You Decide Project Virginia Pollard worked as a cashier and clerk for Teddy Supplies, a family-owned chain of film production equipment supply stores in Pennsylvania and New Jersey. During a routine performance evaluation, Virginia’s supervisor at Teddy’s complained that she made too many personal phone calls when she worked in the West Orange store. The supervisor noted this on Virginia’s annual review, and warned her to keep personal calls to a bare minimum while at work.
Soon thereafter, Teddy transferred Pollard to guard film equipment in the main warehouse behind the storefront; Virginia couldn’t make personal calls there, and her work became exemplary. Her performance evaluation three months after her transfer was “meeting expectations” with no negative comments. Virginia Pollard was the only woman working in the warehouse, and she was often the victim of pranks perpetrated by her six male colleagues.
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Her co-workers taped her drawers shut, locked her out of the guard shack she sat in to watch the inventory, filled the guard shack with trash, and backed a forklift up to the door and made it backfire in her ear. One day a Teddy delivery driver sat in Pollard’s chair and, when she tried to push him out of it, he bent her over his lap and spanked her. Pollard’s new supervisor, Steve King, rarely enforced Teddy’s rules against smoking, horseplay, foul language, and sexual harassment, and often indulged in such behaviors himself.
Teddy’s had a written sexual harassment policy which included a method for employees to report sexual harassment – the method included filing a complaint with the direct supervisor unless the direct supervisor was the perpetrator. In that event, the employee was to file the complaint online at www. ReportTeddysafely. com. The form for reporting was a one page document. A copy of the policy which Virginia Pollard signed is located here.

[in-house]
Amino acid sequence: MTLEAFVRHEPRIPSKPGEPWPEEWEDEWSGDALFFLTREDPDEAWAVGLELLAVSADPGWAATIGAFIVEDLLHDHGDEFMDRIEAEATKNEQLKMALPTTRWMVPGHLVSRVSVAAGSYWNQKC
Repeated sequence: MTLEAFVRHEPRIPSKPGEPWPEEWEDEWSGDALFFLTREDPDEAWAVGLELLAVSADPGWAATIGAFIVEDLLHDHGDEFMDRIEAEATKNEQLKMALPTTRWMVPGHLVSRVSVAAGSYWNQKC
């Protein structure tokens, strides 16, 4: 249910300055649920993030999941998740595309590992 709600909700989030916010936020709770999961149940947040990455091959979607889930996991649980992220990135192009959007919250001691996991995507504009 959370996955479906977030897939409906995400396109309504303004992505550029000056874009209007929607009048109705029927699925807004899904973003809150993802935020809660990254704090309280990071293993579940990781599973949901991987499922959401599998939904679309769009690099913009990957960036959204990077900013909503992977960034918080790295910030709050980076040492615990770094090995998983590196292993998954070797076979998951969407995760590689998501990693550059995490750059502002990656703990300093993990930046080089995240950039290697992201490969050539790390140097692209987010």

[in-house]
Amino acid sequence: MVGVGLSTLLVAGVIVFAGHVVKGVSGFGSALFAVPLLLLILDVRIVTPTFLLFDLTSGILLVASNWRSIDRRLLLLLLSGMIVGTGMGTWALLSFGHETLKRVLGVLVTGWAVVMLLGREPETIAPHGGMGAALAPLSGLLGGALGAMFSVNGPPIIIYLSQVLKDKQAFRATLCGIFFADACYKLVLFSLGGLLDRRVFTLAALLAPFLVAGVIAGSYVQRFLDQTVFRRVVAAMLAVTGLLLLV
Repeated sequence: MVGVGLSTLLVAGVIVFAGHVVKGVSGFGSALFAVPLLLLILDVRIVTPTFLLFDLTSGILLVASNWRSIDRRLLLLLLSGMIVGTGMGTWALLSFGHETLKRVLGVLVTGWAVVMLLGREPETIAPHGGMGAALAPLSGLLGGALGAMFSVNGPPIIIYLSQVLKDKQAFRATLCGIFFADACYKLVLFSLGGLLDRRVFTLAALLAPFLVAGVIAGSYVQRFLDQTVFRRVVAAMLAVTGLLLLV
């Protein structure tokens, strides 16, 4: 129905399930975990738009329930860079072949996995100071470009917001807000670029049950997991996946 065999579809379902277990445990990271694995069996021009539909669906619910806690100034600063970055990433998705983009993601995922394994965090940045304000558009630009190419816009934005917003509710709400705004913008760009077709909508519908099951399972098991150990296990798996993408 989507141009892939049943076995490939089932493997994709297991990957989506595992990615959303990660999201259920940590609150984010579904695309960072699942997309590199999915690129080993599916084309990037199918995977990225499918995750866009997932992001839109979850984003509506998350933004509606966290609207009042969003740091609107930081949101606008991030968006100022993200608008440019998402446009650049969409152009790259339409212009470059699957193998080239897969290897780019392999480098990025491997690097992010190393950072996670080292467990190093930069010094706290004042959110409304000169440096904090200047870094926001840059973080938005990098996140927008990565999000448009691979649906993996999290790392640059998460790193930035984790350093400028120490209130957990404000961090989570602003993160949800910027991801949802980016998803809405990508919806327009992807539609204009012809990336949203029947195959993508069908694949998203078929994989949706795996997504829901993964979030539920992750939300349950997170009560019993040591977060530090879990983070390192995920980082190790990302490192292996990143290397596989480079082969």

The policy specifically states, “In the event of a violation of this policy, employees should report the violation to their direct supervisor, unless doing so would put the employee at risk of further discrimination or harassment. In that case, the employee should report using the company website form which will submit the incident to Human Resources. ” Pollard never filed a complaint with Steve King, her supervisor; she also did not file a complaint at the website, although she claimed she told King in July 2008 that she felt she was being “picked on” by the guys she worked with.
She claims Steve King told her to “grow some balls” and to “get over herself. ” She testified during the NJ Human Rights Commission hearing that she tried to file an anonymous complaint but the website wasn’t working the day she tried to do so. In August of 2008, King and the other warehouse workers put a sign on a truck that read “HARDHAT REQUIRED/BRA OPTIONAL. ” King and another employee called Pollard over to look at the sign and encouraged her to do as it said. She refused and tried to walk away.
King promised not to report her to management, whereupon she lifted one side of her shirt in the back and exposed part of her bra on her backside. Upper management learned of the incident that October by a co-worker who filed an anonymous complaint online. After a brief investigation, Pollard was fired for exposing her bra. None of the men were disciplined. A man replaced Pollard in the guard shack. That November, Pollard filed a charge of sex discrimination with the New Jersey Commission on Human Rights.
The Commission found that Pollard had been the victim of sex discrimination and that Teddy’s reasons for firing her were pretext, and awarded her back wages and damages. Teddy’s appealed to the circuit court, including in their case that Pollard had committed several infractions, including participating in the spanking incident. They reported that Pollard had failed to report any sexual harassment and included a copy of their sexual harassment policy as part of their defense case.
The Circuit Court found that Teddy did have good reason to discipline Pollard but that firing her was in fact disparate treatment when compared with the utter lack of discipline given to King. The circuit court reversed the Commission’s award of damages because it believed that Teddy had been right to discipline Pollard, but they ordered Teddy’s to reinstate Pollard to her old position. Pollard appealed to the New Jersey Court of Appeals and refused to accept her job back. Sexual Harassment Policy: Teddy’s Supplies Sexual Harassment Policy All employees of Teddy’s Supplies are required to read and follow this policy.
This policy was implemented on January 1, 2002, and is in effect until further notice. Scope of Policy This policy prohibits any illegal discrimination or harassment of any employee by another employee, co-worker, supervisor, or vendor. All employees are entitled to a harassment and discrimination free environment. The company has a “zero-tolerance” policy with respect to harassment or discrimination. A safe work environment is the goal of Teddy’s Supplies. Responsibility and Reporting structure All employees are responsible for following this policy.